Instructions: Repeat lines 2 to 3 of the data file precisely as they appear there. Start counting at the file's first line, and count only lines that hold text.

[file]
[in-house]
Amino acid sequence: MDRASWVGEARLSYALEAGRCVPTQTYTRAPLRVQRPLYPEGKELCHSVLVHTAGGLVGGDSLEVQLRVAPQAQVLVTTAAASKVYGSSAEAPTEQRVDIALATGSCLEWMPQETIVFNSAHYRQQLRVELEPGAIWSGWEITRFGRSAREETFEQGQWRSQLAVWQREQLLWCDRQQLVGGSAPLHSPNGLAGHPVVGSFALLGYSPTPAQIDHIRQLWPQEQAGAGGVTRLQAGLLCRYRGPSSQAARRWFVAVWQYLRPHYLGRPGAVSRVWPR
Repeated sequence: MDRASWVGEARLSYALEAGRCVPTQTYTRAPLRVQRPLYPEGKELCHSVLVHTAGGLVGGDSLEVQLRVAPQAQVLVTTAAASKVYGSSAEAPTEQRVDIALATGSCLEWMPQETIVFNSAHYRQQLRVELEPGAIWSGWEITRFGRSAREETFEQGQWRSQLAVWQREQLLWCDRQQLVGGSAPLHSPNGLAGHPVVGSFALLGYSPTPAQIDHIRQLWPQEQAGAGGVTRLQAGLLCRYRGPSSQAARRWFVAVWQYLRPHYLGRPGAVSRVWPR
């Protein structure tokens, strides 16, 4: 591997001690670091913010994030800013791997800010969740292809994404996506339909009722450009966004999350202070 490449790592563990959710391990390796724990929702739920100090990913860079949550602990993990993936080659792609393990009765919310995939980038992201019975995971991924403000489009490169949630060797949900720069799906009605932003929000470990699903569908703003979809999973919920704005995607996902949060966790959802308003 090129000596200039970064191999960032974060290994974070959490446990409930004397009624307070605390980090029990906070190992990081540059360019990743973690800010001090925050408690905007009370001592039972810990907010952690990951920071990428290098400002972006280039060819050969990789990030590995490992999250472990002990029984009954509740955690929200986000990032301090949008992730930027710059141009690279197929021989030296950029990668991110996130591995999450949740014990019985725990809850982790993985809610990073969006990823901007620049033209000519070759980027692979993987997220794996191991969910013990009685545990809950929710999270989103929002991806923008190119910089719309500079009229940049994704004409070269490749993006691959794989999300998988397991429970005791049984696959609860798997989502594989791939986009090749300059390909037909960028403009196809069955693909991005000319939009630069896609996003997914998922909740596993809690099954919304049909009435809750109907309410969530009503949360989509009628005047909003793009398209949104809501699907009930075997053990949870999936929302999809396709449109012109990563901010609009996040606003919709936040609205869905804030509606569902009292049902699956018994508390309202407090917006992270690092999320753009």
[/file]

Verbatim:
Amino acid sequence: MDRASWVGEARLSYALEAGRCVPTQTYTRAPLRVQRPLYPEGKELCHSVLVHTAGGLVGGDSLEVQLRVAPQAQVLVTTAAASKVYGSSAEAPTEQRVDIALATGSCLEWMPQETIVFNSAHYRQQLRVELEPGAIWSGWEITRFGRSAREETFEQGQWRSQLAVWQREQLLWCDRQQLVGGSAPLHSPNGLAGHPVVGSFALLGYSPTPAQIDHIRQLWPQEQAGAGGVTRLQAGLLCRYRGPSSQAARRWFVAVWQYLRPHYLGRPGAVSRVWPR
Repeated sequence: MDRASWVGEARLSYALEAGRCVPTQTYTRAPLRVQRPLYPEGKELCHSVLVHTAGGLVGGDSLEVQLRVAPQAQVLVTTAAASKVYGSSAEAPTEQRVDIALATGSCLEWMPQETIVFNSAHYRQQLRVELEPGAIWSGWEITRFGRSAREETFEQGQWRSQLAVWQREQLLWCDRQQLVGGSAPLHSPNGLAGHPVVGSFALLGYSPTPAQIDHIRQLWPQEQAGAGGVTRLQAGLLCRYRGPSSQAARRWFVAVWQYLRPHYLGRPGAVSRVWPR